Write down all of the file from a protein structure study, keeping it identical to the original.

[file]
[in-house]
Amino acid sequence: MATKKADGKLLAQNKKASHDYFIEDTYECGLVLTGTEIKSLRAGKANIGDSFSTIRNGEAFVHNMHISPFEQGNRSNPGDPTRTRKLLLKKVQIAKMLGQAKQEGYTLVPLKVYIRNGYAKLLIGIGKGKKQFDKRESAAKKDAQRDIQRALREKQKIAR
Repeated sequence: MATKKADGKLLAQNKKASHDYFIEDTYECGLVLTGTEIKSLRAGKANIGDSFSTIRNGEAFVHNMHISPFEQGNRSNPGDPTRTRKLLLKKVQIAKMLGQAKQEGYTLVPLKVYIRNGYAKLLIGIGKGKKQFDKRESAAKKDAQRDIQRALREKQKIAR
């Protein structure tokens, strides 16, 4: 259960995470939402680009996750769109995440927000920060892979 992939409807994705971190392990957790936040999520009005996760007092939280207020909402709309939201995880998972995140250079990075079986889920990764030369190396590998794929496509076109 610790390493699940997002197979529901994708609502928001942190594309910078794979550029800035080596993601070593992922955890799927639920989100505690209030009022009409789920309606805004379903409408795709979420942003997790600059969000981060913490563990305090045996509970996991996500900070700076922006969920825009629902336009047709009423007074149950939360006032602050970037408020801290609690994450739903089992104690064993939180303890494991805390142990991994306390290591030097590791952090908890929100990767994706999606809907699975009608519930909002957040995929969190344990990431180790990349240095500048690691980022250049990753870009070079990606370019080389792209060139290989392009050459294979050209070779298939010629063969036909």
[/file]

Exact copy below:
[in-house]
Amino acid sequence: MATKKADGKLLAQNKKASHDYFIEDTYECGLVLTGTEIKSLRAGKANIGDSFSTIRNGEAFVHNMHISPFEQGNRSNPGDPTRTRKLLLKKVQIAKMLGQAKQEGYTLVPLKVYIRNGYAKLLIGIGKGKKQFDKRESAAKKDAQRDIQRALREKQKIAR
Repeated sequence: MATKKADGKLLAQNKKASHDYFIEDTYECGLVLTGTEIKSLRAGKANIGDSFSTIRNGEAFVHNMHISPFEQGNRSNPGDPTRTRKLLLKKVQIAKMLGQAKQEGYTLVPLKVYIRNGYAKLLIGIGKGKKQFDKRESAAKKDAQRDIQRALREKQKIAR
């Protein structure tokens, strides 16, 4: 259960995470939402680009996750769109995440927000920060892979 992939409807994705971190392990957790936040999520009005996760007092939280207020909402709309939201995880998972995140250079990075079986889920990764030369190396590998794929496509076109 610790390493699940997002197979529901994708609502928001942190594309910078794979550029800035080596993601070593992922955890799927639920989100505690209030009022009409789920309606805004379903409408795709979420942003997790600059969000981060913490563990305090045996509970996991996500900070700076922006969920825009629902336009047709009423007074149950939360006032602050970037408020801290609690994450739903089992104690064993939180303890494991805390142990991994306390290591030097590791952090908890929100990767994706999606809907699975009608519930909002957040995929969190344990990431180790990349240095500048690691980022250049990753870009070079990606370019080389792209060139290989392009050459294979050209070779298939010629063969036909």